Ruud Muffels: Establish coordinating ministry of inequality (including poverty reduction)
The Dutch have been satisfied with their well-being for years: they give the Netherlands a 7.5 to 8 on a scale of 0 to 10. On average, our country is also doing well in terms of work and prosperity. But that does not apply to everyone, the inequality in work, welfare and well-being has increased and is not decreasing partly due to the lack of policy. In his farewell speech on 8 July, Prof. Ruud Muffels argued for a coordinating ministry for inequality (including poverty reduction) so that for every policy measure in the socio-economic field, the consequences for social inequality and poverty would be mapped out.
Internationally, the Netherlands is doing very well on many fronts, but it is dropping behind in all three areas. For work, the flexibilization of labor has increased in recent years. This has led to a growing division in the labor market with few opportunities for sustainable and meaningful work for certain groups (see Borstlap Committee). As far as prosperity is concerned, too much attention is paid to purchasing power calculations and too little to the quality of life (broad prosperity). And when it comes to well-being, people in disadvantaged situations or poor health, who are much less satisfied with life precisely because they have little freedom of choice, are left without guidance and help.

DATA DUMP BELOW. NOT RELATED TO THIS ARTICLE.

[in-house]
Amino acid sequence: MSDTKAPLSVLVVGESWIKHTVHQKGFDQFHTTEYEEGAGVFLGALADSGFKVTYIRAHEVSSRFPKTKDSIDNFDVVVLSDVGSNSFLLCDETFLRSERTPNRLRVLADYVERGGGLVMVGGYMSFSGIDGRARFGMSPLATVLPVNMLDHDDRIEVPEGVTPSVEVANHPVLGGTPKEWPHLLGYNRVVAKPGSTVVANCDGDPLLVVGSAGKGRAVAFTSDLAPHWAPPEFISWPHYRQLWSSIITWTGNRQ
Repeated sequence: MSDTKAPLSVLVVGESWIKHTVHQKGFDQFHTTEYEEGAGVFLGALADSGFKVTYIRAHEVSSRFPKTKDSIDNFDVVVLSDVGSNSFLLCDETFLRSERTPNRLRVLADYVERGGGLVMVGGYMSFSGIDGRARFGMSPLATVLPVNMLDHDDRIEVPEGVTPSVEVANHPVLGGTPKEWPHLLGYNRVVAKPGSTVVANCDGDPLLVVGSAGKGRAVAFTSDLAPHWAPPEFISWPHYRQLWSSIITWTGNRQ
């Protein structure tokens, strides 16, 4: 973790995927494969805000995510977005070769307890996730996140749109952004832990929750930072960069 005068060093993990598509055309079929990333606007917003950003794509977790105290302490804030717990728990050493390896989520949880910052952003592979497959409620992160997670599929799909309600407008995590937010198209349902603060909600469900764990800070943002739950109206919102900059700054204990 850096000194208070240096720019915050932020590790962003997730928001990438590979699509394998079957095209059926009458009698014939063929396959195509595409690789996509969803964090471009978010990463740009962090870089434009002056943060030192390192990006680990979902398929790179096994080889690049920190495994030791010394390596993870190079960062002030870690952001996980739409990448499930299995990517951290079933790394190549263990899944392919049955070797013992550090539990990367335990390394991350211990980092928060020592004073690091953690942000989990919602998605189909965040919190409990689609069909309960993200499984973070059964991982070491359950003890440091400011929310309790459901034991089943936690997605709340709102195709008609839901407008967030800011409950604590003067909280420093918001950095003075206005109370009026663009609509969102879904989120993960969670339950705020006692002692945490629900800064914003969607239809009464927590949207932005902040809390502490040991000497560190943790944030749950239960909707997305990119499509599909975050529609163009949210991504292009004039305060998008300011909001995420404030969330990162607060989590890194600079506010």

Situations of disadvantage
External shocks such as the recent economic crisis and the pandemic have reinforced social inequality. Our institutions are also inadequately equipped to guarantee income security and job security, especially in times of crisis. Income, education, upbringing and (mental) health partly determine the level and differences in well-being between people and groups. This affects people in disadvantaged situations such as the disabled and people on welfare for whom a low income often goes hand in hand with social and (mental) health problems. Many people nevertheless manage well, are self-reliant and need little support. Others, on the other hand, benefit from positive attention and extra guidance and coaching. Muffels therefore argues for a different approach in the implementation of social security based on trust, positive attention and customization.
The approach to inequality in the broad sense requires a much more active policy. Insufficient thought is now given to the consequences of policy measures for inequality, such as the energy allowance and the increase in the state pension. Mapping out the consequences of proposed policy for inequality in advance could offer a solution. This will not only yield positive social but also economic results.
Ruud Muffels (1954) is professor of labor market and social security at Tranzo, the scientific center for care and welfare of the Tilburg School of Social and Behavioral Sciences (TSB). He studied economics at the Katholieke Universiteit Brabant from 1971 to 1978. After working for ten years at the IVA, Institute for Social Science Research, he transferred to the Department of Social Security Science in 1990 and received his PhD here in 1993. In April 1993 he was appointed extraordinary professor of Elderly Policy. In 2003 he became Professor of Labour Market and Social Security at the Department of Sociology. This was followed in 2009 by his appointment to the research institute ReflecT, Research Centre for Flexicurity, Labor Market Dynamics and Social Cohesion, at the Faculty of Law. Between 2015 and 2018 he was its director until 2018 when he moved to Tranzo and the Department of Sociology, both affiliated with the social faculty.
Prof. Dr. Ruud Muffels will deliver his speech "Work, Prosperity, Wellbeing" on July 8 at 16:15 in the university's auditorium with livestream. For more information please contact firstname.lastname@example.org and 013 4668998.